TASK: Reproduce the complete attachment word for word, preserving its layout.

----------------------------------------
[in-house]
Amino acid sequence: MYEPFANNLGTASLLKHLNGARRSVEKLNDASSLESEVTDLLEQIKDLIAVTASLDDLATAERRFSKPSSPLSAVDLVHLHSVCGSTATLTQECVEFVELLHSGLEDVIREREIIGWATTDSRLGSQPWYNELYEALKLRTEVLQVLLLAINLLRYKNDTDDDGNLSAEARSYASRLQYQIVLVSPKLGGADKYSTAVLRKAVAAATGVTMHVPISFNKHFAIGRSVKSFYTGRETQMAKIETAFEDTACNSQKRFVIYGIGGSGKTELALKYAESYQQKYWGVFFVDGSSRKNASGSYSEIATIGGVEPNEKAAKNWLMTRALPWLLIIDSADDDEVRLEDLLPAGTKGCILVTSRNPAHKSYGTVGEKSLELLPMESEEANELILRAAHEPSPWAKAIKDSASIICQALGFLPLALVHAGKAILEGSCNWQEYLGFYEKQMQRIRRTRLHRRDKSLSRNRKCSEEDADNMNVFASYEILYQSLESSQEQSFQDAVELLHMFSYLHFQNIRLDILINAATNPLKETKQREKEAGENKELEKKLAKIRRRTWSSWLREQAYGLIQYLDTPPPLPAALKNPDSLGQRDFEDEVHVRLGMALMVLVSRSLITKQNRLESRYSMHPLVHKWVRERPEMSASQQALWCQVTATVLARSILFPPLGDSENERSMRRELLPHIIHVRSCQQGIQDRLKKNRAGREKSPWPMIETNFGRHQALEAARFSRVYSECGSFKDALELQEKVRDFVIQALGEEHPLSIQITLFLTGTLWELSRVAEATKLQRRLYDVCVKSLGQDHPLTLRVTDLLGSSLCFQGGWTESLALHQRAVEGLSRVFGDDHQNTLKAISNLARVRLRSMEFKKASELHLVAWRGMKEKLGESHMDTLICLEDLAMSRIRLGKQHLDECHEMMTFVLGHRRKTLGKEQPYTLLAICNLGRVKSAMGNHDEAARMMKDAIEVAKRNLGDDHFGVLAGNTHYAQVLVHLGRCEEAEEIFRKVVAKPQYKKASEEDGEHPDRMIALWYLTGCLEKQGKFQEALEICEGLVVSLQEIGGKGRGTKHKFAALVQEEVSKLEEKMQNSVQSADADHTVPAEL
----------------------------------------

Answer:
[in-house]
Amino acid sequence: MYEPFANNLGTASLLKHLNGARRSVEKLNDASSLESEVTDLLEQIKDLIAVTASLDDLATAERRFSKPSSPLSAVDLVHLHSVCGSTATLTQECVEFVELLHSGLEDVIREREIIGWATTDSRLGSQPWYNELYEALKLRTEVLQVLLLAINLLRYKNDTDDDGNLSAEARSYASRLQYQIVLVSPKLGGADKYSTAVLRKAVAAATGVTMHVPISFNKHFAIGRSVKSFYTGRETQMAKIETAFEDTACNSQKRFVIYGIGGSGKTELALKYAESYQQKYWGVFFVDGSSRKNASGSYSEIATIGGVEPNEKAAKNWLMTRALPWLLIIDSADDDEVRLEDLLPAGTKGCILVTSRNPAHKSYGTVGEKSLELLPMESEEANELILRAAHEPSPWAKAIKDSASIICQALGFLPLALVHAGKAILEGSCNWQEYLGFYEKQMQRIRRTRLHRRDKSLSRNRKCSEEDADNMNVFASYEILYQSLESSQEQSFQDAVELLHMFSYLHFQNIRLDILINAATNPLKETKQREKEAGENKELEKKLAKIRRRTWSSWLREQAYGLIQYLDTPPPLPAALKNPDSLGQRDFEDEVHVRLGMALMVLVSRSLITKQNRLESRYSMHPLVHKWVRERPEMSASQQALWCQVTATVLARSILFPPLGDSENERSMRRELLPHIIHVRSCQQGIQDRLKKNRAGREKSPWPMIETNFGRHQALEAARFSRVYSECGSFKDALELQEKVRDFVIQALGEEHPLSIQITLFLTGTLWELSRVAEATKLQRRLYDVCVKSLGQDHPLTLRVTDLLGSSLCFQGGWTESLALHQRAVEGLSRVFGDDHQNTLKAISNLARVRLRSMEFKKASELHLVAWRGMKEKLGESHMDTLICLEDLAMSRIRLGKQHLDECHEMMTFVLGHRRKTLGKEQPYTLLAICNLGRVKSAMGNHDEAARMMKDAIEVAKRNLGDDHFGVLAGNTHYAQVLVHLGRCEEAEEIFRKVVAKPQYKKASEEDGEHPDRMIALWYLTGCLEKQGKFQEALEICEGLVVSLQEIGGKGRGTKHKFAALVQEEVSKLEEKMQNSVQSADADHTVPAEL